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...Regarding the definitions, I would not agree on those definitions. May I ask where you found them? ...
The definitions are Wikipedia...at least they are a place to start.
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Old 03-31-2018, 03:05 AM   #21
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That is absurd. Paul said an elder needed to be "the husband of one wife". That means, if you select an elder according to the scripture you will get both a brother and a sister. Everyone with any experience in the church at all knows that the wife of an elder is a "church leader".
Must an elder also have a plurality of children? 1 tim 3.4. This cannot be the intended meaning. The meaning is that the elder must have good character and not a string of divorced and remarriages. I disagree with your interpretation also because celibacy was highly valued in early church leadership. If being married was a requirement we dont see it practiced.

Its true that there are more verses supporting the drinking of wine than female elders. Also...Jesus drank alcohol but never appointed a female disciple.
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Old 03-31-2018, 07:18 AM   #22
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Hello Awareness,
I am a man, by the way. This is a good write up regarding the complementarian view on woman pastors if you are interested:
https://www.desiringgod.org/intervie...become-pastors.
Thanks seeking1 for clearing all that up. I think now I could tell you from Adam's cat. And thanks for the link to the complementarian view. I did read it. I guess I should admit that I'm not OCD on keeping the Bible, but hold rather to, whatever works.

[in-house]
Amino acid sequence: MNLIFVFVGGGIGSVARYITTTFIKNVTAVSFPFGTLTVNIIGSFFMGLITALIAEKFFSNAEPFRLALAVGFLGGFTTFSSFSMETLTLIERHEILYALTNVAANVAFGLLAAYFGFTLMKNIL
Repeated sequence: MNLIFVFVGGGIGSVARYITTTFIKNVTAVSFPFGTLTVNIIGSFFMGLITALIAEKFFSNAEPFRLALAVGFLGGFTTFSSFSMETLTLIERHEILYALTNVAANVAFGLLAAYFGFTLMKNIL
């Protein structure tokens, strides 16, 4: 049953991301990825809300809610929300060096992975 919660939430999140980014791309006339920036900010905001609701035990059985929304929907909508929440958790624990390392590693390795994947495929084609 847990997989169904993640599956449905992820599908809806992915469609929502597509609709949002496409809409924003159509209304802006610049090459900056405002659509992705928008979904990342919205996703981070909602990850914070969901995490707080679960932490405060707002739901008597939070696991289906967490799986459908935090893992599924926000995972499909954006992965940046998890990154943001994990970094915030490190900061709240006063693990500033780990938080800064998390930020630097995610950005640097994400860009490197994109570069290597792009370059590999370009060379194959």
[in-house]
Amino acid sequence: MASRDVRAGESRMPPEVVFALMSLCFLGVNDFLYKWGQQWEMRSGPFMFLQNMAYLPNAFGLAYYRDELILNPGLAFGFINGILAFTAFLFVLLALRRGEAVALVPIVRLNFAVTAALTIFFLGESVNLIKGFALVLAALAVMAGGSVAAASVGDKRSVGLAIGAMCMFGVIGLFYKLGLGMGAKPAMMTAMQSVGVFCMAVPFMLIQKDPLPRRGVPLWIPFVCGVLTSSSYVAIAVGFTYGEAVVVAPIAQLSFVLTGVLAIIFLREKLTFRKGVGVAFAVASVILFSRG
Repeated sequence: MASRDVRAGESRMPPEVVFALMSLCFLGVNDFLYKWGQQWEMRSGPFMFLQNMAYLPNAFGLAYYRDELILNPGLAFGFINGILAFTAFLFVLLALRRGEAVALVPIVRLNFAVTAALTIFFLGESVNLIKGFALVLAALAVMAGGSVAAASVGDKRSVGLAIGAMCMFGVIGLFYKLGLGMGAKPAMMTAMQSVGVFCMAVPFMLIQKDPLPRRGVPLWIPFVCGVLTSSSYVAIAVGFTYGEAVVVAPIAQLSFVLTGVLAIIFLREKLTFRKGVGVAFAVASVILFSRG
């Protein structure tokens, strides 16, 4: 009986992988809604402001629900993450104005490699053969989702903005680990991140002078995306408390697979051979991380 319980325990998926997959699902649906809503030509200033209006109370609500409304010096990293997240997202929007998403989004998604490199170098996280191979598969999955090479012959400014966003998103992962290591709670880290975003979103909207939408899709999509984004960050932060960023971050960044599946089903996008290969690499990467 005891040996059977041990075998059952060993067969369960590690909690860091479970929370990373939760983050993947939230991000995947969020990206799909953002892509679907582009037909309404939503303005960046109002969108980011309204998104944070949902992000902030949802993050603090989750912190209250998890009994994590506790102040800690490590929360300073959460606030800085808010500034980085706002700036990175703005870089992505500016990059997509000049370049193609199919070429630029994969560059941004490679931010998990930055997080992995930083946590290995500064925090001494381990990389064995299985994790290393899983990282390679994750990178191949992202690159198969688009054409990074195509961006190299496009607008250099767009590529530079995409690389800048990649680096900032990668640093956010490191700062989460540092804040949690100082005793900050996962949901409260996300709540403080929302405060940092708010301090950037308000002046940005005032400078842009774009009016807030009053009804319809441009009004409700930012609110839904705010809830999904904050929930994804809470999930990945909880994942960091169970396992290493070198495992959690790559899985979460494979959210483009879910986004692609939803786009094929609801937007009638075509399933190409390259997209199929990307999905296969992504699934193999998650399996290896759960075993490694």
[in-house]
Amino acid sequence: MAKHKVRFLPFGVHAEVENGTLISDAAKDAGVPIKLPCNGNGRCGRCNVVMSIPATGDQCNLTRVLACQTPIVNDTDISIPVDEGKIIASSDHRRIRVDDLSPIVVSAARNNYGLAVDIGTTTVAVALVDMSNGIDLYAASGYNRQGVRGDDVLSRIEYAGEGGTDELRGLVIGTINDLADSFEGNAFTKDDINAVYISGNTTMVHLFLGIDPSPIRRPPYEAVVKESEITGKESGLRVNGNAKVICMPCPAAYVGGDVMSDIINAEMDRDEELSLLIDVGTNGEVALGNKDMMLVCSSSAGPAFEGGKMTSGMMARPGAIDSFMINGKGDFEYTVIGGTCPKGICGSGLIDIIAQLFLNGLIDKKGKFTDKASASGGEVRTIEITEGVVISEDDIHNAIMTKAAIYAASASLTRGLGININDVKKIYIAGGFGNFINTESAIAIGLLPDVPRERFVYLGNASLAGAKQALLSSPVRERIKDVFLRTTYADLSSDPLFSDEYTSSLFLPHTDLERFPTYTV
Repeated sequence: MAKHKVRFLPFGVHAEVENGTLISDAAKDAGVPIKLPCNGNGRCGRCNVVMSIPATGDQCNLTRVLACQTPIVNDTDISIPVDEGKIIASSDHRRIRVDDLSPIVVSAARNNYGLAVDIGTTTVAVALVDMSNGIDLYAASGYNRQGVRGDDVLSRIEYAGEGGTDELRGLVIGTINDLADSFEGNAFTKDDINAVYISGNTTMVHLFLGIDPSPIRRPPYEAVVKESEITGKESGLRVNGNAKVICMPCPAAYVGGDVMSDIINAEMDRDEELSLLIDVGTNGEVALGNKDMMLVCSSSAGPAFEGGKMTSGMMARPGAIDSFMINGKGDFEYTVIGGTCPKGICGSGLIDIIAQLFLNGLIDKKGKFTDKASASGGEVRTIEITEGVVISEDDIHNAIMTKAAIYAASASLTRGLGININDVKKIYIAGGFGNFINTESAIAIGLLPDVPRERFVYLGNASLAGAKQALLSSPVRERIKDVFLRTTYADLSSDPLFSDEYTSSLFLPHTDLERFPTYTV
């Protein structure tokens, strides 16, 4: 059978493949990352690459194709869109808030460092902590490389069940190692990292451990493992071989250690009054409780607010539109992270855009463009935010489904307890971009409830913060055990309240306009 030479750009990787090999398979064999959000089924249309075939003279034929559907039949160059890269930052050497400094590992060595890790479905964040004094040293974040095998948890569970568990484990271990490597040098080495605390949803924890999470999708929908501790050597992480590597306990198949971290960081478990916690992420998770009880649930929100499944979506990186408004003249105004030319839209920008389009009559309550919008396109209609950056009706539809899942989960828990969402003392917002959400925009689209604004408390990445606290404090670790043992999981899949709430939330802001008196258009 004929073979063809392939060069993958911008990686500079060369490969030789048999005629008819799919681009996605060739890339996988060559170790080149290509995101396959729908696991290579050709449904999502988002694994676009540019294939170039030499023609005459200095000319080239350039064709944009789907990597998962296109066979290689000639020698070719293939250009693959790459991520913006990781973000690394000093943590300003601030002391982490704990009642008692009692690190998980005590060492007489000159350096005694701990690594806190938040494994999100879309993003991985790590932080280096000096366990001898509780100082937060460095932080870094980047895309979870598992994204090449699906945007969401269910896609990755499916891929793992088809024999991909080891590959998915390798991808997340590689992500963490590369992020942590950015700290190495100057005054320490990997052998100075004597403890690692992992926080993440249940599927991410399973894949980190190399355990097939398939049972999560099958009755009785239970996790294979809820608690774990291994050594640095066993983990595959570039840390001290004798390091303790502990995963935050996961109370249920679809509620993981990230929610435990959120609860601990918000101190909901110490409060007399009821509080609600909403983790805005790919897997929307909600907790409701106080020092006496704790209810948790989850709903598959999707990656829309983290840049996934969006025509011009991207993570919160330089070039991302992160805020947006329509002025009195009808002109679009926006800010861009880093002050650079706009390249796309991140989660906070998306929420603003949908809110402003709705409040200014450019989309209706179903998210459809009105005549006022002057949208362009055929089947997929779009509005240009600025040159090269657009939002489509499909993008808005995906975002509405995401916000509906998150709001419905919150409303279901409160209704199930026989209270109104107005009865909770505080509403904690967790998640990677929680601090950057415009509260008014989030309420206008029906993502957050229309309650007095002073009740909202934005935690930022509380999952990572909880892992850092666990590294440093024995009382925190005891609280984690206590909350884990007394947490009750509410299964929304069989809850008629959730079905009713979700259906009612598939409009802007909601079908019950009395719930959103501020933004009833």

I'm a male too, but resent the short shrift women have gotten from the beginning ... the Genesis story basically threw them under the bus. But I understand that a woman became the mother of God. Can you get any higher honor than that? And look at the intimacy young teen Mary shared with the Spirit of God! No man has ever achieved that.

And I hope you had a good Friday, and hope you enjoy the Easter Bunny and Egg ... the feminine symbols and celebration of the fecundity of Spring.

And by the way all. If we're gonna be OCD about scripture, let's not forget about Sophia (wisdom), that was elevated in Proverbs 8, to being Gods' consort from the beginning. That's an outstanding honor to women too.
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Old 03-31-2018, 11:50 AM   #23
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Must an elder also have a plurality of children? 1 tim 3.4. This cannot be the intended meaning. The meaning is that the elder must have good character and not a string of divorced and remarriages. I disagree with your interpretation also because celibacy was highly valued in early church leadership. If being married was a requirement we dont see it practiced.

Its true that there are more verses supporting the drinking of wine than female elders. Also...Jesus drank alcohol but never appointed a female disciple.
So you disagree with the scriptural qualifications for an elder, yet use these same scriptural qualifications to claim that women cannot have church leadership roles.

Can you please let me know what "scriptural basis" you have to say that women cannot have church leadership roles?
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Old 03-31-2018, 02:24 PM   #24
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So you disagree with the scriptural qualifications for an elder, yet use these same scriptural qualifications to claim that women cannot have church leadership roles.

Can you please let me know what "scriptural basis" you have to say that women cannot have church leadership roles?